Inside this compound are a number of other buildings: one that houses the offices of the Diocesan Commission of Justice and Peace, another hall that we would call a seminar house where various diocesan and local meetings are held, the hospice where persons with AIDS are provided care and anti-retoviral (ARV) medication, a dormitory for the personnel of the hospice and a parish church.
Behind the parish church, barely a hundred meters away is a makeshift graveyard. I went to visit it Wednesday, July 12 at noontime. Because it is winter in South Africa, one can stand under the midday sun and be dressed in thick clothes.
This place is not meant to be a cemetery. But there are dead bodies that desperately need a place where they can be laid to rest. There are many reasons why those who were buried in this makeshift graveyard cannot be buried elsewhere: their homes are far away from here, the nearby cemeteries would not take them in and, in a number of cases, because the dead died of illnesses owing to AIDS complications.
This is a cemetery where most of those buried died of illnesses related to HIV-AIDS. I was told earlier that since it opened in November 2004, there have been 660 persons with AIDS admitted at the hospice. Of these, 260 have died; a number were children.
At first sight, the graveyard reminded me of many cemeteries in faraway places in rural Mindanao. Tall grasses have grown to hide many of the graves. And most of the graves that one can see are but mounds of earth; very rarely can one see cemented tombs. But the similarities end there.
This is especially true when one looks at the graveyard of the children buried here. In most cases, the adult graves are separated from those of the children. At the center of the cemetery is a long row of children's graves. Since most of those who died were not Christians, one does not see many crosses at the head of the graves. And very few had the names of the dead.
But what was most striking was that stuck into the mounds of earth were the children's milk bottles (even Coca-Cola bottles), dolls, toy trucks, teddy bears and other toys. In some cases plastic tubs used for the babies' bath were placed on top of the grave. Naturally, there were many plastic flowers.
Death's presence here is most palpable. One is almost powerless to evade Death's fatal gaze as one realizes the power of its tight embrace. In the stillness of the whole scene, one recognizes life's paradoxes.
I stood there for a long time gazing at the children's graves. In the cold of the African winter, even if its was a sunny mid-day, I shivered. A wind blew and the tall grasses danced in the sun and I shuddered. I thought I would cry, but not a tear was shed.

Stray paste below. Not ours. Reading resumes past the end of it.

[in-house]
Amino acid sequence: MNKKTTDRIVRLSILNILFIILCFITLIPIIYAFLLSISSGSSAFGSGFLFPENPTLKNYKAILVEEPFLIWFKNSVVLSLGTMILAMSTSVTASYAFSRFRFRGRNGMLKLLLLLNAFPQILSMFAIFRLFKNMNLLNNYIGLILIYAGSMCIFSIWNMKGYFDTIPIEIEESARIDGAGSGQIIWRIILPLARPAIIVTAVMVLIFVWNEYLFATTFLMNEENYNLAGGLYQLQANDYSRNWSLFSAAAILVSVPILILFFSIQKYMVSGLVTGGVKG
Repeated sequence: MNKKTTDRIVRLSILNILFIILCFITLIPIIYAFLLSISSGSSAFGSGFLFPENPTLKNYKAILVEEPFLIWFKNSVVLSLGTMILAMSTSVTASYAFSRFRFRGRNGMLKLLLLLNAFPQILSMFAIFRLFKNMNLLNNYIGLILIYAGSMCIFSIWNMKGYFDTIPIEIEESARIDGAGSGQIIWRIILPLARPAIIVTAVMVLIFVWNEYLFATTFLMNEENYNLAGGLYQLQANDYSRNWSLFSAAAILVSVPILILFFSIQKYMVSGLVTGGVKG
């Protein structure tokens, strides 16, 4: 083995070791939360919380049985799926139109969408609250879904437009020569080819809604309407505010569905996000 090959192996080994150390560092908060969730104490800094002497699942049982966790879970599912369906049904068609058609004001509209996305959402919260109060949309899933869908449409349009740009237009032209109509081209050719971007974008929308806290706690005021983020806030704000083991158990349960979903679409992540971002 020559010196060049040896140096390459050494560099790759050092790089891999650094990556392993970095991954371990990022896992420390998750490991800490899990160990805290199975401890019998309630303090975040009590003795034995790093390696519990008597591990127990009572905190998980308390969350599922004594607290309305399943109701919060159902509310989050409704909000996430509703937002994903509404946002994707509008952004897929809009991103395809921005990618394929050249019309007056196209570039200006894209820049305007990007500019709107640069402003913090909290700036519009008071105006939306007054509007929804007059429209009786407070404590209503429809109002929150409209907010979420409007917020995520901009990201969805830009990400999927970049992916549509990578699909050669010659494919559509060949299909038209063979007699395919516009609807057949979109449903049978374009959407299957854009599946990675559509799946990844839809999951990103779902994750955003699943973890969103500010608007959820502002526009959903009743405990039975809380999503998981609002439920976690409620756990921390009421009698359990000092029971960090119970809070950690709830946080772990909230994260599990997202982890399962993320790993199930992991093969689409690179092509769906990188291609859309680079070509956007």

I found myself deadened by the tragedy even as I asked myself: Did I psyche myself up to a level of deadening my senses so that I would not be too overpowered by the concrete images of this pandemic?
In a little while, I made a hasty exit from the graveyard and retreated to a spot at the back of the church where one can sit under the shade of a big tree. And I collected my thoughts and feelings.
The stillness was soothing and yet I was most aware of a lot of questions storming my mind and emotions grappling with meanings in my heart.
That evening, Kevin addressed a group of 14 Irish young men and women who had come to South Africa for the SERVE journey. Kevin invited me to join them and we all listened to his power point presentation as to what the Diocese is doing to respond to the pandemic. At the very start of this presentation, he immediately pointed to us the extent of this pandemic:
There are 6.2 million South Africans infected by HIV-AIDS. (I had checked the official figures from ASSA, their equivalent of our Bureau of Census and Statistics) and it indicated that as of July 1, 2002, there were 6,461,372 Africans with HIV-AIDS. If one wants to know what is the estimate for 2006, one only has to multiply this number with 5% and that figure would be close to 7 million South Africans today. With a total population of roughly 50 million, that means roughly 14% have AIDS. Of the 6.5 million with AIDS in 2002, 3,199,493 are child-bearing women, and 205,134 are children.)
More statistics: 200,000 South Africans die of AIDS complications every year, there are 1,500 new infections every day, 1.2 million children are made orphans because of AIDS, this number will double in 2010 (the year South Africa will host the World Cup), 600 children die of AIDS every day and in 2005 there were 990,000 children who lost their mother to AIDS.
I watched the faces of the Irish youth as Kevin flashed these numbers of the screen along with slides of persons with AIDS who have died in the hospice and a nearby clinic (ironically located in a place called Freedom Park). They were gripped by the numbers and images; they hardly made any noise. Neither did they look away even as I saw that some of them were teary-eyed. We were all overpowered by the information that was being shared; perhaps, we were too shocked to utter a word.
Wednesday was a long and weary day. After Kevin's talk, I excused myself and walked to the nearby monastery.
It was 9:30 in the evening and the cold penetrated my bones. I stopped and looked at the sky and remembered the starry nights in Kulaman (Sultan Kudarat). In that cloudless, dark African sky, millions of stars blazed.
I stood on that sacred spot in South Africa and not just for a moment. And I thought: there are souls out there.
They are out there embracing the brightness of those stars.
They have finally evaded Death's lethal gaze.
(MindaViews is the opinion section of MindaNews. Redemptorist Brother Karl Gaspar of Davao City, former head o f the Redemptorist Itinerant Mission Team and author of several books, including “To be poor and obscure,” and “Mystic Wanderers in the Land of Perpetual Departures,” is on a year-long sabbatical since June 30. He wrote this piece on July 17).